With a sigh of (partial) relief, I am happy to report that the controversial teen magazine, Teen Vogue, has shut down its print edition and will revert to an on-line version only.
Women’s Wear Daily is reporting that the magazine has been shuttered in a cost-cutting effort by owner Conde Nast that resulted in the slashing of 80 jobs. While its other publications, such as GQ, Glamour, Allure, Bon Appetit, will experience a reduction in the number of issues, Teen Vogue, which was cut from 12 issues to just 5 last year, was shut down entirely with the hopes of capitalizing on what it describes as “tremendous audience growth” on-line.
“As audiences continue to evolve around content consumption, we will modernize and calibrate how, where and when we produce and distribute our content to be in sync with the cultural moments and platforms most important to our audiences,” the publisher said in a statement to The Hollywood Reporter. “Though the quarterly print editions will cease publishing on a regular schedule, we will explore re-imagined special issues timed to specific moments (vs. months) as we do in social.”
The fate of its new editor, Elaine Welteroth, who sparked one controversy after another since she took over the magazine last year, is still unknown. There is speculation that she will become the editor-in-chief of Glamour or Allure.
Welteroth is the editor who began to introduce far-left politics into the magazine as well as sexual content so vile that it sparked magazine burnings and a backlash of parental outrage.
For example, the magazine came under fire in February of this year for an article suggesting the “perfect gifts” for post-abortive teens. The choices included “angry uterus heating pads” and a Ruth Bader Ginsburg coloring book.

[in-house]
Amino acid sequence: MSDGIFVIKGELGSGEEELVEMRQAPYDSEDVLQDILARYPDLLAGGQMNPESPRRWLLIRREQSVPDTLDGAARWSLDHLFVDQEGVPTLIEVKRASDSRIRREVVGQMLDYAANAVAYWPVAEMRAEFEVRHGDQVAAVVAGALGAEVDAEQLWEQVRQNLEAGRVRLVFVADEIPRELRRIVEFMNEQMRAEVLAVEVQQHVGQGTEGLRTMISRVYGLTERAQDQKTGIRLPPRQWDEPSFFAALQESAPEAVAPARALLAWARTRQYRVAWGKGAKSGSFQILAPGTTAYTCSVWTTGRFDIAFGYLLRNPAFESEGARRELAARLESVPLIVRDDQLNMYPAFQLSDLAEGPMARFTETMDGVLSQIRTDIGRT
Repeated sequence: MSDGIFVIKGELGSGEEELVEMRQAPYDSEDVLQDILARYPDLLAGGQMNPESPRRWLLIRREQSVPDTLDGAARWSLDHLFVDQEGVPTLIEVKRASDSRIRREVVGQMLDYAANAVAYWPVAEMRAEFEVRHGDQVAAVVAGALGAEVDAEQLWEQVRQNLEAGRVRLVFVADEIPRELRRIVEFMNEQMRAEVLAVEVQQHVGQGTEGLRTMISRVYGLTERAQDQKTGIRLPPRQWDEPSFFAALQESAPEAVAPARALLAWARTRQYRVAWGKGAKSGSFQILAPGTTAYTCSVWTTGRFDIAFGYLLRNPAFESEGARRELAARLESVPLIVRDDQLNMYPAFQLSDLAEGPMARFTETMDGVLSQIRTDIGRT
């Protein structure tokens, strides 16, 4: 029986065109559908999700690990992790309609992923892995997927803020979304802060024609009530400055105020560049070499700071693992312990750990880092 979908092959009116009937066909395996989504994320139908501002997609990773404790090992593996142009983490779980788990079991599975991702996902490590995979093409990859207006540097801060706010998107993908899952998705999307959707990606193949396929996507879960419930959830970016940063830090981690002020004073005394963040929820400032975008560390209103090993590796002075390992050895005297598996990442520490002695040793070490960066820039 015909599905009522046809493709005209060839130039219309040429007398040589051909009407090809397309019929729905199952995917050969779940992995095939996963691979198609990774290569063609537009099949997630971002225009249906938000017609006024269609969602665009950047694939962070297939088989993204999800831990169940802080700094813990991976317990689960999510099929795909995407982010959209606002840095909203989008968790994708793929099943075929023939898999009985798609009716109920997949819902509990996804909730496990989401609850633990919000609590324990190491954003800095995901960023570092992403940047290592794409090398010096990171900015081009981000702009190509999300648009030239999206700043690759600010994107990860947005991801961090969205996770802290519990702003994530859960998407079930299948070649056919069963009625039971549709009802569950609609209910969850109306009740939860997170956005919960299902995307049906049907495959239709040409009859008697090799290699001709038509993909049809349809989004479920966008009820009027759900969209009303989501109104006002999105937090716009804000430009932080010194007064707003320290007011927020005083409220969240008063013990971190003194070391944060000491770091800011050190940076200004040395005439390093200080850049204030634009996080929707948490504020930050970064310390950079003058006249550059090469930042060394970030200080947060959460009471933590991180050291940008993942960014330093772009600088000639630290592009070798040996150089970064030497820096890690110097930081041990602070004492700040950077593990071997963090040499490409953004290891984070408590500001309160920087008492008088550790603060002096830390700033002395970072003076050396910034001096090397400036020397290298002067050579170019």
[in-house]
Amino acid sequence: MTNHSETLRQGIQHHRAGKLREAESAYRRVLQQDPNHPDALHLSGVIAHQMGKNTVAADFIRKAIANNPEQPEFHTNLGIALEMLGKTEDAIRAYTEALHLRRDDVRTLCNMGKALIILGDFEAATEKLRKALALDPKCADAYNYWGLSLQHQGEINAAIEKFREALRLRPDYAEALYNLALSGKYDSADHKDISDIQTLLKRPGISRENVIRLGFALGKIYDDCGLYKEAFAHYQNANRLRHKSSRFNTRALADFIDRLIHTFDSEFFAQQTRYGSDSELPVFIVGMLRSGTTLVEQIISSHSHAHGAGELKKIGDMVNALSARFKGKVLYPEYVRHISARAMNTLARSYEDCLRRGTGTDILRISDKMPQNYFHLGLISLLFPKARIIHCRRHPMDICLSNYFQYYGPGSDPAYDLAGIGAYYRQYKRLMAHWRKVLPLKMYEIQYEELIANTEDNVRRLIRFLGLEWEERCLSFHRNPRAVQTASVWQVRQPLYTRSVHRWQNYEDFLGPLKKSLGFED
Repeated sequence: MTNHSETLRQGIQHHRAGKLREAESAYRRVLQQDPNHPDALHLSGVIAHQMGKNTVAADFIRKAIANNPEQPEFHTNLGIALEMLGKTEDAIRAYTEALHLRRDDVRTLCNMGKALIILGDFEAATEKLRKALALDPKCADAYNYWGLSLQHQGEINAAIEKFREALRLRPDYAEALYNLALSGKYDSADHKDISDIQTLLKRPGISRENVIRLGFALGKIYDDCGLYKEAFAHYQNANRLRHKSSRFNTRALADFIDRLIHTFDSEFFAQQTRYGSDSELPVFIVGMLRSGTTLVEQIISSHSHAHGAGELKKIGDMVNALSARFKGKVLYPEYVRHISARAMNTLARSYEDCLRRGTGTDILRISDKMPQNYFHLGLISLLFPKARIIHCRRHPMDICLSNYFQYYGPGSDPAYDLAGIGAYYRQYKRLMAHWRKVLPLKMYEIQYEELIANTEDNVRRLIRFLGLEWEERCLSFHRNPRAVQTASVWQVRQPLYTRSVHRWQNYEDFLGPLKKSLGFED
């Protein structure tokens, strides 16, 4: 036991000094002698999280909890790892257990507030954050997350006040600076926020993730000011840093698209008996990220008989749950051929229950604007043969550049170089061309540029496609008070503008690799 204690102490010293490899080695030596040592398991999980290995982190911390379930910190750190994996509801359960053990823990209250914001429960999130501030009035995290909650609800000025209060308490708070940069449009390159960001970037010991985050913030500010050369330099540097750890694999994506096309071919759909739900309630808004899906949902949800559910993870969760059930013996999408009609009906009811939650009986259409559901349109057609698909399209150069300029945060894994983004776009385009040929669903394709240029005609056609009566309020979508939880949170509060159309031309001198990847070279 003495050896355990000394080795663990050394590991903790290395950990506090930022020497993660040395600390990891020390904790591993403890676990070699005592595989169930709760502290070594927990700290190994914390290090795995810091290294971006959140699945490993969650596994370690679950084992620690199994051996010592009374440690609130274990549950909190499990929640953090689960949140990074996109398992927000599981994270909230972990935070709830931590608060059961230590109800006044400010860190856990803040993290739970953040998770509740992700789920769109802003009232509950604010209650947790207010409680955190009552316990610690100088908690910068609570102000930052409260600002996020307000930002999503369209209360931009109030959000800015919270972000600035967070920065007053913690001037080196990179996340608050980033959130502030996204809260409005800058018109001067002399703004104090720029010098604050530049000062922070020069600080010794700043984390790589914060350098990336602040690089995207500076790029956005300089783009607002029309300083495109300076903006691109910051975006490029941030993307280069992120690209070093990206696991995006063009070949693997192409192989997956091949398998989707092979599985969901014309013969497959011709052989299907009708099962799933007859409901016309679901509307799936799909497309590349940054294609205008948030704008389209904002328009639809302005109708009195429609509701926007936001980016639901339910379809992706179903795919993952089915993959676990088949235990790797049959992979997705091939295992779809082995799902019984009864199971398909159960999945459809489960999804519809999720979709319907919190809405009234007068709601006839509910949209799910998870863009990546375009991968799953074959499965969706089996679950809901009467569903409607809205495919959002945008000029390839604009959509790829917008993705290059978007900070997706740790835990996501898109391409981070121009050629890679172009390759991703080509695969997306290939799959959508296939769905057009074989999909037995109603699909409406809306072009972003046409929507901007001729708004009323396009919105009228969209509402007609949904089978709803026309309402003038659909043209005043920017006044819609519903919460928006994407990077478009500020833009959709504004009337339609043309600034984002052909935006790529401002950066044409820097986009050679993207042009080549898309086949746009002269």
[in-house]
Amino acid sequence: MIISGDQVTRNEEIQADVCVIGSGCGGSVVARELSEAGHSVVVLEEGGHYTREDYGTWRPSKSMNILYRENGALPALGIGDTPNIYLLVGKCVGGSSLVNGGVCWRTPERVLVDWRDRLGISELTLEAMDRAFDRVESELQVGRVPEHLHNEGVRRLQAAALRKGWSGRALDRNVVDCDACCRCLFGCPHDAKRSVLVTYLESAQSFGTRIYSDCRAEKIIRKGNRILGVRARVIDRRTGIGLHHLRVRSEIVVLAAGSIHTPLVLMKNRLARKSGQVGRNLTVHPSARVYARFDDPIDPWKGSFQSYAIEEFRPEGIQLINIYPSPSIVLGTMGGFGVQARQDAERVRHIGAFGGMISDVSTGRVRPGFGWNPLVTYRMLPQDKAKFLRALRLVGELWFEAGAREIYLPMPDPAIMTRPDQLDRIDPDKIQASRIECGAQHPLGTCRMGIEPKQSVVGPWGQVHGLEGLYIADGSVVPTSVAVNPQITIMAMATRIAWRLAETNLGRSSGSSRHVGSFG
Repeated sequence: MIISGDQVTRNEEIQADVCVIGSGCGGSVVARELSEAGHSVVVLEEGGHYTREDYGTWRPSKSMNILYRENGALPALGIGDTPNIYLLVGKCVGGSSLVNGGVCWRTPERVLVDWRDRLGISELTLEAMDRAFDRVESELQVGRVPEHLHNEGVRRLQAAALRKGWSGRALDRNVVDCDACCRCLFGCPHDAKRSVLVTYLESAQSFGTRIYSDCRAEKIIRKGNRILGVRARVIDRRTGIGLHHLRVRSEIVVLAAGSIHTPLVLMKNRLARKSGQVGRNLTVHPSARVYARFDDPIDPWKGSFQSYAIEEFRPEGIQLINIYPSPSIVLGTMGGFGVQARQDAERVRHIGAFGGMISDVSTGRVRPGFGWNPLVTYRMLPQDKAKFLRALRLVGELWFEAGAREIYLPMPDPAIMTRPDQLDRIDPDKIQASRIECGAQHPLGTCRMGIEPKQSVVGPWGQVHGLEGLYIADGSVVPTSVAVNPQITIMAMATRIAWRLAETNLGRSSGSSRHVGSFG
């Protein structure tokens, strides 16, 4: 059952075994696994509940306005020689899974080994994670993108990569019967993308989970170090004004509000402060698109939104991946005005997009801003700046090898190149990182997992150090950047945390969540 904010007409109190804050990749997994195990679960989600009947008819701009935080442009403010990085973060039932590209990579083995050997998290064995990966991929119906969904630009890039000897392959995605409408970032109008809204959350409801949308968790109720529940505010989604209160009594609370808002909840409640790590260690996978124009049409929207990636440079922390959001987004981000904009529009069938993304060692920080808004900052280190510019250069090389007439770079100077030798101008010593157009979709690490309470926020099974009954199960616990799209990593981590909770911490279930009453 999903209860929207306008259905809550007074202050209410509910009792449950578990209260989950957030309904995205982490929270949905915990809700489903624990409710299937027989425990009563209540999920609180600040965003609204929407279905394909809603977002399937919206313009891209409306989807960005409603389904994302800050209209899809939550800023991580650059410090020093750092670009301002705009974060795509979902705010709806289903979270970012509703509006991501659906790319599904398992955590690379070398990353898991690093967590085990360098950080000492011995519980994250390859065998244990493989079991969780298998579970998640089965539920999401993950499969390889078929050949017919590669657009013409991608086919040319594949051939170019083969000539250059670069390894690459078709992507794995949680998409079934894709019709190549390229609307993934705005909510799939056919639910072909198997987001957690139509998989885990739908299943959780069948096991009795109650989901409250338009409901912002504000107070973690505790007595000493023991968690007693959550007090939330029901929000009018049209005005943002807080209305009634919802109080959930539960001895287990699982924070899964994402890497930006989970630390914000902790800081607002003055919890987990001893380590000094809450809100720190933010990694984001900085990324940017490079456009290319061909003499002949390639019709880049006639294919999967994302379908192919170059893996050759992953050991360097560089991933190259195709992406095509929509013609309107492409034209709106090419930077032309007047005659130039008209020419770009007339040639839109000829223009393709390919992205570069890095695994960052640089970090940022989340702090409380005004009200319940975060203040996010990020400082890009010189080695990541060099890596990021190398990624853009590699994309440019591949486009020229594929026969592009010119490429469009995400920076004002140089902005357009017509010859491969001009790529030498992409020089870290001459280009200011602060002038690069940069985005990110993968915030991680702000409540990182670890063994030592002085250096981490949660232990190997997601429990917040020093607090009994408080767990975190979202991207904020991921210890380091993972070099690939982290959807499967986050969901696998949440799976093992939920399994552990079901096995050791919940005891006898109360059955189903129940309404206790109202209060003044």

In July of this year, the magazine published an article entitled “Anal Sex: What You Need to Know” which provided teen girls with graphic instructions on how to engage in sodomy. When confronted for this dangerously irresponsible article, the magazine’s digital editor, Phillip Picardi resorted to the usual tactics used by the intolerant left by branding all complainers as “homophobic.”
This resulted in a literal firestorm online when Elizabeth Johnson, known as The Activist Mommy, posted a video of herself burning the magazine. It went viral and sparked a campaign to #pullteenvogue.
Whether this controversial year had anything to do with the decision to cut the magazine is anyone’s guess; the publisher insists that it did so for financial reasons.
However, Teen Vogue isn’t entirely out of our hair yet. They’re sponsoring the first Teen Vogue Summit in Los Angeles next month which will feature Hillary Rodham Clinton and several other “activist” speakers. The two-day event will offer a variety of workshops and @Werk immersion sessions. With a hefty price tag ranging from $299 to $549, it’s debatable how many teens will actually be attending this event.
The other problem is that Phillip Picardi, who defended the magazine against its “homophobic” critics, will be the digital editor of the on-line version of the magazine.
Even though it’s good that this raunchy magazine will no longer be staring us in the face as we stand in line at the supermarket, parents need to remain vigilant about what their teens are reading on-line. This is especially true with girls who are being bombarded with negative messaging packaged as “fashion” and “trendy looks.”
As our Young Women of Grace study teaches, women are not the sum total of their body parts. We are meant to infuse this dark world with the bright light of our feminine genius, to allow our unique sensitivity and generosity to melt the coldness of hearts that divide us, to bring our life-giving maternity into a culture that embraces death, to allow our receptivity to open the doors to respectful dialogue.
Women have too important a role to play in this world to allow ourselves to be sidelined by the “body beautiful” crowd who is only too content to keep us on the cover of magazines where we will remain just another pretty face.
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